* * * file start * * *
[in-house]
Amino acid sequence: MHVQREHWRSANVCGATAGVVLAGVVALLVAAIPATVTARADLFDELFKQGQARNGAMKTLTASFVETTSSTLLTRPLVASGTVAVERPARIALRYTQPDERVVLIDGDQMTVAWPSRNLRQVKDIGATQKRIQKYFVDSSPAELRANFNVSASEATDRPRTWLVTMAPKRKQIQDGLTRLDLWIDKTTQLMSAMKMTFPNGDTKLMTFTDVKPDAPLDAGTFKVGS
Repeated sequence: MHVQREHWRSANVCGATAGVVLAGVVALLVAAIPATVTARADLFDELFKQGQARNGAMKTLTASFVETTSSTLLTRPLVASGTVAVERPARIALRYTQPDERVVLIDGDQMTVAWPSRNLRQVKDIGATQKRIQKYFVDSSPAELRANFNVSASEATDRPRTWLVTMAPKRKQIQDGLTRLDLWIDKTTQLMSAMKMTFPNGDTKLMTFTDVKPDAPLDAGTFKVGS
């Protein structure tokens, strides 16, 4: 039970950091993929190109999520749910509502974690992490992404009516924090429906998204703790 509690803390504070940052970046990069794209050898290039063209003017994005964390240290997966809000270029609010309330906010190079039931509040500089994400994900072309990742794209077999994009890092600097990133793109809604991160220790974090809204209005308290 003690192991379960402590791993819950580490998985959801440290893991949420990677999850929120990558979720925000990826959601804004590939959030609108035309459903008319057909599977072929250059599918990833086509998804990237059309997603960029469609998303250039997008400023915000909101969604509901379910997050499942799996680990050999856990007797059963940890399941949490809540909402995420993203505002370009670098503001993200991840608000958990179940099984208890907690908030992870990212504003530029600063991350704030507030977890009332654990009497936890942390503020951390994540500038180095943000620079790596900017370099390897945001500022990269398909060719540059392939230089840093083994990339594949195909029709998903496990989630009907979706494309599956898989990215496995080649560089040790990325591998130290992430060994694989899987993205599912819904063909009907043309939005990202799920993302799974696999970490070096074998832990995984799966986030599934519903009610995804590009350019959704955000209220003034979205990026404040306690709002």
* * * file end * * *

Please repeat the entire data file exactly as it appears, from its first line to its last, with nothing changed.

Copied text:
[in-house]
Amino acid sequence: MHVQREHWRSANVCGATAGVVLAGVVALLVAAIPATVTARADLFDELFKQGQARNGAMKTLTASFVETTSSTLLTRPLVASGTVAVERPARIALRYTQPDERVVLIDGDQMTVAWPSRNLRQVKDIGATQKRIQKYFVDSSPAELRANFNVSASEATDRPRTWLVTMAPKRKQIQDGLTRLDLWIDKTTQLMSAMKMTFPNGDTKLMTFTDVKPDAPLDAGTFKVGS
Repeated sequence: MHVQREHWRSANVCGATAGVVLAGVVALLVAAIPATVTARADLFDELFKQGQARNGAMKTLTASFVETTSSTLLTRPLVASGTVAVERPARIALRYTQPDERVVLIDGDQMTVAWPSRNLRQVKDIGATQKRIQKYFVDSSPAELRANFNVSASEATDRPRTWLVTMAPKRKQIQDGLTRLDLWIDKTTQLMSAMKMTFPNGDTKLMTFTDVKPDAPLDAGTFKVGS
């Protein structure tokens, strides 16, 4: 039970950091993929190109999520749910509502974690992490992404009516924090429906998204703790 509690803390504070940052970046990069794209050898290039063209003017994005964390240290997966809000270029609010309330906010190079039931509040500089994400994900072309990742794209077999994009890092600097990133793109809604991160220790974090809204209005308290 003690192991379960402590791993819950580490998985959801440290893991949420990677999850929120990558979720925000990826959601804004590939959030609108035309459903008319057909599977072929250059599918990833086509998804990237059309997603960029469609998303250039997008400023915000909101969604509901379910997050499942799996680990050999856990007797059963940890399941949490809540909402995420993203505002370009670098503001993200991840608000958990179940099984208890907690908030992870990212504003530029600063991350704030507030977890009332654990009497936890942390503020951390994540500038180095943000620079790596900017370099390897945001500022990269398909060719540059392939230089840093083994990339594949195909029709998903496990989630009907979706494309599956898989990215496995080649560089040790990325591998130290992430060994694989899987993205599912819904063909009907043309939005990202799920993302799974696999970490070096074998832990995984799966986030599934519903009610995804590009350019959704955000209220003034979205990026404040306690709002």